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Bid to meet West Norfolk’s housing shortage

Latest news from the Lynn News, lynnnews.co.uk, @lynnnewscitizen on Twitter

Latest news from the Lynn News, lynnnews.co.uk, @lynnnewscitizen on Twitter

A new development for nearly 40 affordable homes has been welcomed to help address the housing shortage in West Norfolk.

Builder E N Suiter and Sons wants to knock down a former office building and construct a total of 36 two-bedroom homes in Birch Tree Close, Lynn.

The town is crying out for more two-bedroom properties to help the scores of people who are struggling following the welfare reforms.

The developer has applied to West Norfolk Council to demolish a former office building and replace it with maisonnettes and flats.

The company’s Nick Suiter said the construction would probably take a year if planners approve the bid.

He said: “There is a real shortage of one and two bedroom properties in this area so hopefully this development will fulfil some of that need.”

The builder, which is based on the North Lynn Industrial Estate, hopes to start work as soon as possible.

Builders want to demolish a office building, which was last used by Norfolk County Council some years ago.

A total of 24 two-bedroom maisonettes could be built along with 12 two-bedroom flats for social housing.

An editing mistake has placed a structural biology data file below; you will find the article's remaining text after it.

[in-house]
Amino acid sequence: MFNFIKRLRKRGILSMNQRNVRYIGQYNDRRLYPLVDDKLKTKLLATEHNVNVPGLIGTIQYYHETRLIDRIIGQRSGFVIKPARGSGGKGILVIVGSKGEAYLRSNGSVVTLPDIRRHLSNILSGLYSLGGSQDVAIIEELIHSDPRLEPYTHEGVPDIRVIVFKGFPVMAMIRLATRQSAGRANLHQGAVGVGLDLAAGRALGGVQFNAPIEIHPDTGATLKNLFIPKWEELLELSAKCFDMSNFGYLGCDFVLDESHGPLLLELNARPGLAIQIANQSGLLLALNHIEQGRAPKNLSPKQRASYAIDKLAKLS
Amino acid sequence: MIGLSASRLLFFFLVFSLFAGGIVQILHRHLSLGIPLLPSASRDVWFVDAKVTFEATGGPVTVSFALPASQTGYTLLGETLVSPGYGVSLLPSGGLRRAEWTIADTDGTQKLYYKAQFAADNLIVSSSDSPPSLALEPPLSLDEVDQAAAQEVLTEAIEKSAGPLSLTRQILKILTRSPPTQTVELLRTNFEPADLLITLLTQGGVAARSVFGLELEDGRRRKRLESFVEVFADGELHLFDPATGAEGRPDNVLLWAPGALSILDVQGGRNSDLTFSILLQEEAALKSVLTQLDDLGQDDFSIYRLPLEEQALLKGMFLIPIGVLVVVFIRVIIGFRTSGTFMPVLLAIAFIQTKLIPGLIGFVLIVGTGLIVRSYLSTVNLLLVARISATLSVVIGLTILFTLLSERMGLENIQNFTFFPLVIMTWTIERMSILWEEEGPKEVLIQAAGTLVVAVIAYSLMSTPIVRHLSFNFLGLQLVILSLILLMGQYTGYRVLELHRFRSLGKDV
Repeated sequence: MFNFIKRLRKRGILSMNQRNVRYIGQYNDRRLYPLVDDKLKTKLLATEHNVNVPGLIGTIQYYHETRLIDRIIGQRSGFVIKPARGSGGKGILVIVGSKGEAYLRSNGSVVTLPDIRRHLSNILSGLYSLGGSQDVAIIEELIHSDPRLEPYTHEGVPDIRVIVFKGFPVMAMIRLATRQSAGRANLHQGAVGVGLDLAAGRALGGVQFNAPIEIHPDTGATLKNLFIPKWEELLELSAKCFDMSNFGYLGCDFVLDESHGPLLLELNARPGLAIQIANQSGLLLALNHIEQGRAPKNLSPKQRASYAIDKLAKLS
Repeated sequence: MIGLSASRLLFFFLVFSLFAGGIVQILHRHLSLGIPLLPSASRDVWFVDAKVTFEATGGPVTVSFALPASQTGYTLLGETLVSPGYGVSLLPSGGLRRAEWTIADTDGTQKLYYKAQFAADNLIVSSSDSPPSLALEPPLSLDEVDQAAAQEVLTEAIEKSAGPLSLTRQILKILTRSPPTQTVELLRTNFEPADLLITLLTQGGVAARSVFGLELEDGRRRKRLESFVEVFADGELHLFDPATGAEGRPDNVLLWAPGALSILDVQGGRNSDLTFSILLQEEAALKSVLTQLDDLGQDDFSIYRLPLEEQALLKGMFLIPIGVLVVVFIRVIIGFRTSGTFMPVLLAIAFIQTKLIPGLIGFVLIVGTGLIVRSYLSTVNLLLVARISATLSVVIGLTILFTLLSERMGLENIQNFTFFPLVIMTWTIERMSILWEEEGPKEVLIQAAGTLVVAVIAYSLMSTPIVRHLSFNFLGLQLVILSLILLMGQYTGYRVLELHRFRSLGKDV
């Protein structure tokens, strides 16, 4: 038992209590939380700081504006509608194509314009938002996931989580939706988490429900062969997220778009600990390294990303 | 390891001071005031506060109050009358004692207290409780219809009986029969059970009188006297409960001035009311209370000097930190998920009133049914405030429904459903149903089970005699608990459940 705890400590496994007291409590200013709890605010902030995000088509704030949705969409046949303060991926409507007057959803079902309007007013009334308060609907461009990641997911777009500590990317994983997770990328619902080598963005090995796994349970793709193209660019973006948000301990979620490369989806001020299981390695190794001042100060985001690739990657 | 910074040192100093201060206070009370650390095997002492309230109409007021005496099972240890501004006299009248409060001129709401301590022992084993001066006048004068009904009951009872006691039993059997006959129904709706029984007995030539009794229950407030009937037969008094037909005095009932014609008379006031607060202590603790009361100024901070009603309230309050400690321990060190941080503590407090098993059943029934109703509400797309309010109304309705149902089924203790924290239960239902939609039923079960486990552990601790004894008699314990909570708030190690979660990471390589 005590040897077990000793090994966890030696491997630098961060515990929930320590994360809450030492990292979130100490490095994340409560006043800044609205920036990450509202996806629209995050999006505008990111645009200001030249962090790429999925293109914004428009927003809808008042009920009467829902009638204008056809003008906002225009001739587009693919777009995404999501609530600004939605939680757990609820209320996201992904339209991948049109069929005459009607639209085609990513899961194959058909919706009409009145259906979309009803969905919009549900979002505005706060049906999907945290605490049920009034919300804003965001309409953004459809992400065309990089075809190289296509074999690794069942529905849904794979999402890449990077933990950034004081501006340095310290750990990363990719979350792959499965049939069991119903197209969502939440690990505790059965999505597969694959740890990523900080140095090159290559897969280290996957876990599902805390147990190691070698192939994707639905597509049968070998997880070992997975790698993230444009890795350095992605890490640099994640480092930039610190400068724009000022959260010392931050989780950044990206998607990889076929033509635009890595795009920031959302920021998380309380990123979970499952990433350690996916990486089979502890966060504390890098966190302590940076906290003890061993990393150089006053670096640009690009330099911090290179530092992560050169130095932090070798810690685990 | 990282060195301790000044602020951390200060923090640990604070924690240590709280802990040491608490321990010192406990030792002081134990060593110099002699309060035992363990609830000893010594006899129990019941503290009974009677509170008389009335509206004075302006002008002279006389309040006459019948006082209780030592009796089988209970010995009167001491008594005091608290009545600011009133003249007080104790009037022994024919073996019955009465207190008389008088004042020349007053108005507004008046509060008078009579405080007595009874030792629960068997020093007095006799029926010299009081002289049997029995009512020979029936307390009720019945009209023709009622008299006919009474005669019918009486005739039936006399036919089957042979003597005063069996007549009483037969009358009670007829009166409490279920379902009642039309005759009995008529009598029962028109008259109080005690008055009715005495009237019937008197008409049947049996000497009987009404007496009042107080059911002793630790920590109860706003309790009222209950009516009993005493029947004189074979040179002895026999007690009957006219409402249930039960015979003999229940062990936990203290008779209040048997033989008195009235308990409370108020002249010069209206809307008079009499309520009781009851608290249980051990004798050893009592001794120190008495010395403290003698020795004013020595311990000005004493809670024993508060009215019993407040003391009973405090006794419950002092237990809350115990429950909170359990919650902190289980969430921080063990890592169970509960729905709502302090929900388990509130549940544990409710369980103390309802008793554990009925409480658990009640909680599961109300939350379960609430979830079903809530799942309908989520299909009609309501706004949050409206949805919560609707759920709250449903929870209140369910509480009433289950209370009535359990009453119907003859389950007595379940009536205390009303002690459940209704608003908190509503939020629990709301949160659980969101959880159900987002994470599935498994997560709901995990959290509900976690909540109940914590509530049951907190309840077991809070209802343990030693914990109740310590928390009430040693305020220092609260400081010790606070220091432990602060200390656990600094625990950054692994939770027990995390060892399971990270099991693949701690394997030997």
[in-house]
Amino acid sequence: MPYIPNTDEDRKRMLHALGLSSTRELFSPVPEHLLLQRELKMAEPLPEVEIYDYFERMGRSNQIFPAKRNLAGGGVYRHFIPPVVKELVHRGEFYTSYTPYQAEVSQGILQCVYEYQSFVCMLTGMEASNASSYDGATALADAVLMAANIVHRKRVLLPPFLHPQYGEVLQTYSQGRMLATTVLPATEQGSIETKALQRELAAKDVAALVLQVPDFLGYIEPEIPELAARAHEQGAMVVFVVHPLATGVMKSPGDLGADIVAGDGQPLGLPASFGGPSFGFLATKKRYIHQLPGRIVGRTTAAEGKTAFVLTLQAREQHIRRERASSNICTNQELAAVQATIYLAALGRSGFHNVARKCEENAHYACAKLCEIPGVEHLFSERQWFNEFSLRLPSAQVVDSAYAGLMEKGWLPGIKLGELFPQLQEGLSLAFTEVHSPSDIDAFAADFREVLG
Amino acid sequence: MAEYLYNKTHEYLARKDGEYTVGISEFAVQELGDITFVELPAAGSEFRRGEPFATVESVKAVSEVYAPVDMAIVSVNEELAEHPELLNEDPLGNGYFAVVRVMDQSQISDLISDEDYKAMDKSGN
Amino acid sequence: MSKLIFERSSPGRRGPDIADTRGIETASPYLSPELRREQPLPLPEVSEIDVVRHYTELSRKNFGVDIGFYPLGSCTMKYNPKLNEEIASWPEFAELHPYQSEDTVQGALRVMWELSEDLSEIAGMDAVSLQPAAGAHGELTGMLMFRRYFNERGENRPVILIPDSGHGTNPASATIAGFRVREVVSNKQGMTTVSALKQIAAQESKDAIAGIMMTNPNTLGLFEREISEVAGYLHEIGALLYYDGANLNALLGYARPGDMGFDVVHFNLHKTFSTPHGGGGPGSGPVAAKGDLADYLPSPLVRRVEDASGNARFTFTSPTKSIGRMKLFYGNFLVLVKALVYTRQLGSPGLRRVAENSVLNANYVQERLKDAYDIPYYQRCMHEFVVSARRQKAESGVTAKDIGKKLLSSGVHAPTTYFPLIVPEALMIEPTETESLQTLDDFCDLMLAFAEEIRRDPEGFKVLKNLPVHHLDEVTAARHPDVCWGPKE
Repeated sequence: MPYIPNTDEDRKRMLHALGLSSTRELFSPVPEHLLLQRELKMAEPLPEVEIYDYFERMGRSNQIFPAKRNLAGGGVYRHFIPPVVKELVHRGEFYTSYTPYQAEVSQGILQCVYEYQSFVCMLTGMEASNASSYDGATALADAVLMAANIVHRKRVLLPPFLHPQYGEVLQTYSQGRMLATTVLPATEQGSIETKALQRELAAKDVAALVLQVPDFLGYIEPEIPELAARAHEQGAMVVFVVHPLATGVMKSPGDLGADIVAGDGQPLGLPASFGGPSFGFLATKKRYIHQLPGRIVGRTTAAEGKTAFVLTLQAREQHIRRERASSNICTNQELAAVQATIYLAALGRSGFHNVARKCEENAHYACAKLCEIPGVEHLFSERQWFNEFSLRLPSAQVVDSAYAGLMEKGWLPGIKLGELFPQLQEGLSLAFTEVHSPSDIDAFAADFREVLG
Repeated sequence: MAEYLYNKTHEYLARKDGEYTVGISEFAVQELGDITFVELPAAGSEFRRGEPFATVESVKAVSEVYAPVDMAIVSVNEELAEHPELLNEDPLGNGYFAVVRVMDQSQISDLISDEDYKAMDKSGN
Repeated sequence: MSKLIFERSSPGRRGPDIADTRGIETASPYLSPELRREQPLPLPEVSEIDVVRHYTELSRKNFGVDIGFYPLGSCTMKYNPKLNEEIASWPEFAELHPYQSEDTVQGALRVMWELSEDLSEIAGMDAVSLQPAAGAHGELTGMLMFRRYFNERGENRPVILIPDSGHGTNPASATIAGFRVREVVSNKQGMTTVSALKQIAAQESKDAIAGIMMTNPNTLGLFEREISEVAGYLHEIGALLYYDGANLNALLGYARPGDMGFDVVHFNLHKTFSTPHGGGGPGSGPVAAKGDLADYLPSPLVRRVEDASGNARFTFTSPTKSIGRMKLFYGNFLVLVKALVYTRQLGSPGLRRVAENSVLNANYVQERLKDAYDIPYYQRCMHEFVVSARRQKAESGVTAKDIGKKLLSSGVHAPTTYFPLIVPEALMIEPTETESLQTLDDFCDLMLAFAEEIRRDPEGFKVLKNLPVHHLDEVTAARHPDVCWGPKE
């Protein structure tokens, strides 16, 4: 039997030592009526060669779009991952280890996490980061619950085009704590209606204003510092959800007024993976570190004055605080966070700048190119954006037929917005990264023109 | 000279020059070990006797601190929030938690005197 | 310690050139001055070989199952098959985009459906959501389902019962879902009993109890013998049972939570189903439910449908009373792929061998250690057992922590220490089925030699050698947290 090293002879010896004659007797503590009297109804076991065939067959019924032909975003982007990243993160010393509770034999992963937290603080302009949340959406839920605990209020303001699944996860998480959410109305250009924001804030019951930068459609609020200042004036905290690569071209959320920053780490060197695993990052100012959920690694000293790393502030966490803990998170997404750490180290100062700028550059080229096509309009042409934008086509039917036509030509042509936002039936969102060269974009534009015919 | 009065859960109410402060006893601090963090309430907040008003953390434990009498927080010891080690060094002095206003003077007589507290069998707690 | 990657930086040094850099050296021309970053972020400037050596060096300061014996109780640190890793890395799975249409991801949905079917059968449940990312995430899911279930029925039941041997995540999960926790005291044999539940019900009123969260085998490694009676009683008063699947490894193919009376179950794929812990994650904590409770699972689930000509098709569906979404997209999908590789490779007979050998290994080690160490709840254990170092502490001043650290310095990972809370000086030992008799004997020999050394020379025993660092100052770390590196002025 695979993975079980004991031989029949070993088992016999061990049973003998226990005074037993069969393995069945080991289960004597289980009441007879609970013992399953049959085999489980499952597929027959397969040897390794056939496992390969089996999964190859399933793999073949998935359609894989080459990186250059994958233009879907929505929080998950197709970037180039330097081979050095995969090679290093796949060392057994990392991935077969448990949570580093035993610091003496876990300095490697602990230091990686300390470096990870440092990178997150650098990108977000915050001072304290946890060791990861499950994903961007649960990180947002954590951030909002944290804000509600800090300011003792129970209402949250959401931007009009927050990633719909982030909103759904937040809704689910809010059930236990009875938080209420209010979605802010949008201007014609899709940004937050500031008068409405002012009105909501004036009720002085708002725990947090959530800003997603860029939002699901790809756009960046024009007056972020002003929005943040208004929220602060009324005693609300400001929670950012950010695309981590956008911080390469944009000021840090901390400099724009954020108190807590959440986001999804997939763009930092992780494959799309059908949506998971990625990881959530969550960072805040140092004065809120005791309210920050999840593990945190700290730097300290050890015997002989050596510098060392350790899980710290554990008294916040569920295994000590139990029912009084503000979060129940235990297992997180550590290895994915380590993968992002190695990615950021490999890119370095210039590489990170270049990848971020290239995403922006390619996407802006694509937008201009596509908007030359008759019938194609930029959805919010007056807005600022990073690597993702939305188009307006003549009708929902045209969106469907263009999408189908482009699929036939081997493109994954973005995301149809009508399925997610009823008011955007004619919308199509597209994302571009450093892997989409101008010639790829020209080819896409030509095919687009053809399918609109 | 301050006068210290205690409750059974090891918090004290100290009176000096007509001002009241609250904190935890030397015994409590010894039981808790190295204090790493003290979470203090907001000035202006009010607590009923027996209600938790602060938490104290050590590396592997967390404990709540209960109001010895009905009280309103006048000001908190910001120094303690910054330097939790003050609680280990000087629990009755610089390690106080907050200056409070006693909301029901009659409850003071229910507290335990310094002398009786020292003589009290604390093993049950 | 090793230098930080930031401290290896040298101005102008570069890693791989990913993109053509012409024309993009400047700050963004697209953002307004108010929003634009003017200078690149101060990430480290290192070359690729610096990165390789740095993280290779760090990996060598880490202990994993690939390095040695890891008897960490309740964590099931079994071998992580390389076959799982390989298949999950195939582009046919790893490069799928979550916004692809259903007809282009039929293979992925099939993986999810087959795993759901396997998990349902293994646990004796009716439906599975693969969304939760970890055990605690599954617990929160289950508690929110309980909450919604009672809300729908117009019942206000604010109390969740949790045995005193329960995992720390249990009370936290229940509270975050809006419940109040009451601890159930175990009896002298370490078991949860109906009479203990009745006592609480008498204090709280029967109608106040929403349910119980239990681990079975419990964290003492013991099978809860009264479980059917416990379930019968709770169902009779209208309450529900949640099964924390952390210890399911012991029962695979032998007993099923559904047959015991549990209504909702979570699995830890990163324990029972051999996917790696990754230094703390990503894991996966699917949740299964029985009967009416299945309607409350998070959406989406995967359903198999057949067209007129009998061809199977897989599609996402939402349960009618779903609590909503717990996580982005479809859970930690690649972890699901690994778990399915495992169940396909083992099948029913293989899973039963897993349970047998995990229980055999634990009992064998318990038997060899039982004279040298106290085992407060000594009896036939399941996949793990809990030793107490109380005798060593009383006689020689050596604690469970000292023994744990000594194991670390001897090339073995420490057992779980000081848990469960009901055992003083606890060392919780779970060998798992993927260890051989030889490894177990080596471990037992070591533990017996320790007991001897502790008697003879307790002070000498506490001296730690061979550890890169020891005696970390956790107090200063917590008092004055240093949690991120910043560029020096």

Mr Suiter said it was not known which organisation will be eventually using the site.

The introduction of the “bedroom tax” which cuts housing benefits for those deemed to have spare bedrooms, has prompted many people to down size their homes.

One person who has welcomed the development is Linda Cox, of the Fenland People’s Assembly.

Last year, Mrs Cox organised a number of protests to fight against the welfare reforms.

She said the new development is “brilliant” for the town.

Mrs Cox said: “It is really good news.

“One and two bedroom properties are needed. Single people and some couples who don’t have children may still be at a disadvantage.

“But properties below three bedrooms are desperately needed in the town.”

Last summer, Freebridge Community Housing Association reported that 350 of its tenants had been forced into debt as a result of the bedroom tax.

At that time it had 86 households on a waiting list to downsize their home and 47 tenants have already taken that option.

No smaller homes were empty.

 

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